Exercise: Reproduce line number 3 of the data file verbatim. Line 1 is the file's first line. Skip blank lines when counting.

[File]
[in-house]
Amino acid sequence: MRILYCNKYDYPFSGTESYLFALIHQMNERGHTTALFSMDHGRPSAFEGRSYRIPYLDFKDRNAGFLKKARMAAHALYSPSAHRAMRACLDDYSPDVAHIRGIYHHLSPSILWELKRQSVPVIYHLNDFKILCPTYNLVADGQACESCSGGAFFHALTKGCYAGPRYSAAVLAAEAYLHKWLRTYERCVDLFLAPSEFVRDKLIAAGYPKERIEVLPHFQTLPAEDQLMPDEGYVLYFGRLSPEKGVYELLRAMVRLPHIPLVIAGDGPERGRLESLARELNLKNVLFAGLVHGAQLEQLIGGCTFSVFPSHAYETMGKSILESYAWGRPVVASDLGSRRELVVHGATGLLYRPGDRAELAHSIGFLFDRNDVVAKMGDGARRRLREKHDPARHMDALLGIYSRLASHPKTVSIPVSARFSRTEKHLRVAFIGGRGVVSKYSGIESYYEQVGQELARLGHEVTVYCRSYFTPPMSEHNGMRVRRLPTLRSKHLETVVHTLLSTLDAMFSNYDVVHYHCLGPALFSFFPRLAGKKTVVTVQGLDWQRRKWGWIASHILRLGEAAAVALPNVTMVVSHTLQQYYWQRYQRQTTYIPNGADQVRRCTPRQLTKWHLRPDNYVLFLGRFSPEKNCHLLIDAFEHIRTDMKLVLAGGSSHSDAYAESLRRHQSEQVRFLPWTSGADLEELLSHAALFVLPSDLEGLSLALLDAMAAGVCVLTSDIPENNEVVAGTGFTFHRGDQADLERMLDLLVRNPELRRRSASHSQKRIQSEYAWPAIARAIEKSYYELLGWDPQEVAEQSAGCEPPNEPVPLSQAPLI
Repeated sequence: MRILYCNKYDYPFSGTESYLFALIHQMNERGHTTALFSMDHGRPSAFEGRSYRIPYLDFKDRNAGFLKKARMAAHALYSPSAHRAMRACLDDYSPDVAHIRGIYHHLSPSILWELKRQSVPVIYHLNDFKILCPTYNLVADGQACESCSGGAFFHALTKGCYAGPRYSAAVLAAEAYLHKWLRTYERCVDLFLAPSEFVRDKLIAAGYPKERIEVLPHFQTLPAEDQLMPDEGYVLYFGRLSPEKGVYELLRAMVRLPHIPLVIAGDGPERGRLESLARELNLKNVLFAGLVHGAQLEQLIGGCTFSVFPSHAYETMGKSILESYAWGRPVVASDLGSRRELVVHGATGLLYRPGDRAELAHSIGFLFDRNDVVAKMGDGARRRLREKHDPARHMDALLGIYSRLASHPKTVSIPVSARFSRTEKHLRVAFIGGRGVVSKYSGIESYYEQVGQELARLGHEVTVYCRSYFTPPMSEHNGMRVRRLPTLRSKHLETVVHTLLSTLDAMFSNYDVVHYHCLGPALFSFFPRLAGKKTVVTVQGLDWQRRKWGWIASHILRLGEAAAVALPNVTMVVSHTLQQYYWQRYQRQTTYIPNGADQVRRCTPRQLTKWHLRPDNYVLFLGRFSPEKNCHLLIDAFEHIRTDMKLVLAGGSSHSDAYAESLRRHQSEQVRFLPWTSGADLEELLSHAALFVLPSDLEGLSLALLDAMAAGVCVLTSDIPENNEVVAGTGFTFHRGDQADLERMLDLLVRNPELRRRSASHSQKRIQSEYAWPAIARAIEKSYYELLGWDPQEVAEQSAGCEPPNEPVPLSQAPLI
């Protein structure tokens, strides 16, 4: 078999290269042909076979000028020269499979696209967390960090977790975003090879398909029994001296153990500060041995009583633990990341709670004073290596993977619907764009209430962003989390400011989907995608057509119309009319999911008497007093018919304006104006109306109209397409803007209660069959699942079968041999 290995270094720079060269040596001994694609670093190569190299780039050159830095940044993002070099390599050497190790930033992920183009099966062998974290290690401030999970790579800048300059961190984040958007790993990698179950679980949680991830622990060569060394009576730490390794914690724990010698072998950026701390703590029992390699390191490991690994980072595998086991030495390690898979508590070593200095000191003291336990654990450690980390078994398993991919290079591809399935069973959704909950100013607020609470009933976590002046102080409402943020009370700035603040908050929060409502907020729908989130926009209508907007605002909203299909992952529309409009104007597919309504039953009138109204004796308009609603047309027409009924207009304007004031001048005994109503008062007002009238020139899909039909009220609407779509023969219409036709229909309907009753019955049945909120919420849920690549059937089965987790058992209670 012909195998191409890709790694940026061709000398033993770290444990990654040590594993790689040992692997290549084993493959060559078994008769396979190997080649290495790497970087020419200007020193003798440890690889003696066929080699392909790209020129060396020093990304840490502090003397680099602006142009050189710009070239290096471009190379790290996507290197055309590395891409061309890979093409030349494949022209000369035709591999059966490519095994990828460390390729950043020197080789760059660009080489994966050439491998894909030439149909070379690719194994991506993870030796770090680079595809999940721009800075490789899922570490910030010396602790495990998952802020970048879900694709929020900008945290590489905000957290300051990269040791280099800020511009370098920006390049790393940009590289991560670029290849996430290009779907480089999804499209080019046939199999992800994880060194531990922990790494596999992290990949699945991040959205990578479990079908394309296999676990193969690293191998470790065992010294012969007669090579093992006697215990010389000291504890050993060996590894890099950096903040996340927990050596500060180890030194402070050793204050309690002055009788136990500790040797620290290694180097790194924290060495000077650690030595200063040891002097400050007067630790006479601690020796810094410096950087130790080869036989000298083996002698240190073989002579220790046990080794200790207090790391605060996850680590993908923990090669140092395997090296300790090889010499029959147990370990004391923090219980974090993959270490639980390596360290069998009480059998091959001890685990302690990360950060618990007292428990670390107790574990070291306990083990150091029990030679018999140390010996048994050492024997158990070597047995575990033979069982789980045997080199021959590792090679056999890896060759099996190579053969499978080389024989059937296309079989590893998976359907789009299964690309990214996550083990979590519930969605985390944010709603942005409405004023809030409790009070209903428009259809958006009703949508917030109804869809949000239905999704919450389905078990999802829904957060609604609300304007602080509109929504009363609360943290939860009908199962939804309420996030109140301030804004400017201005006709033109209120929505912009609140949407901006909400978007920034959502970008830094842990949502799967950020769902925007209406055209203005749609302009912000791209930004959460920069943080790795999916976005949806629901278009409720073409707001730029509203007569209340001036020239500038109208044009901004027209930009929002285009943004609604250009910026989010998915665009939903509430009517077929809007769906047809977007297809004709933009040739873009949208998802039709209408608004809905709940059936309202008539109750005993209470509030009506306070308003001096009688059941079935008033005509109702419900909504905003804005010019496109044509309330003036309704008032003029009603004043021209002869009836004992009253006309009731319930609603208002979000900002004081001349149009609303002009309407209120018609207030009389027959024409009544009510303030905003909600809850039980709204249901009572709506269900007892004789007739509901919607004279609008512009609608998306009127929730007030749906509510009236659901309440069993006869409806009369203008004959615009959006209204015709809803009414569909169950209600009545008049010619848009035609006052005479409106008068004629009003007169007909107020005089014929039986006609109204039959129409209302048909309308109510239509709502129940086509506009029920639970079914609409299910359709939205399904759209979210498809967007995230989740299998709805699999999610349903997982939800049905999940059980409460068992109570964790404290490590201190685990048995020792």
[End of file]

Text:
Repeated sequence: MRILYCNKYDYPFSGTESYLFALIHQMNERGHTTALFSMDHGRPSAFEGRSYRIPYLDFKDRNAGFLKKARMAAHALYSPSAHRAMRACLDDYSPDVAHIRGIYHHLSPSILWELKRQSVPVIYHLNDFKILCPTYNLVADGQACESCSGGAFFHALTKGCYAGPRYSAAVLAAEAYLHKWLRTYERCVDLFLAPSEFVRDKLIAAGYPKERIEVLPHFQTLPAEDQLMPDEGYVLYFGRLSPEKGVYELLRAMVRLPHIPLVIAGDGPERGRLESLARELNLKNVLFAGLVHGAQLEQLIGGCTFSVFPSHAYETMGKSILESYAWGRPVVASDLGSRRELVVHGATGLLYRPGDRAELAHSIGFLFDRNDVVAKMGDGARRRLREKHDPARHMDALLGIYSRLASHPKTVSIPVSARFSRTEKHLRVAFIGGRGVVSKYSGIESYYEQVGQELARLGHEVTVYCRSYFTPPMSEHNGMRVRRLPTLRSKHLETVVHTLLSTLDAMFSNYDVVHYHCLGPALFSFFPRLAGKKTVVTVQGLDWQRRKWGWIASHILRLGEAAAVALPNVTMVVSHTLQQYYWQRYQRQTTYIPNGADQVRRCTPRQLTKWHLRPDNYVLFLGRFSPEKNCHLLIDAFEHIRTDMKLVLAGGSSHSDAYAESLRRHQSEQVRFLPWTSGADLEELLSHAALFVLPSDLEGLSLALLDAMAAGVCVLTSDIPENNEVVAGTGFTFHRGDQADLERMLDLLVRNPELRRRSASHSQKRIQSEYAWPAIARAIEKSYYELLGWDPQEVAEQSAGCEPPNEPVPLSQAPLI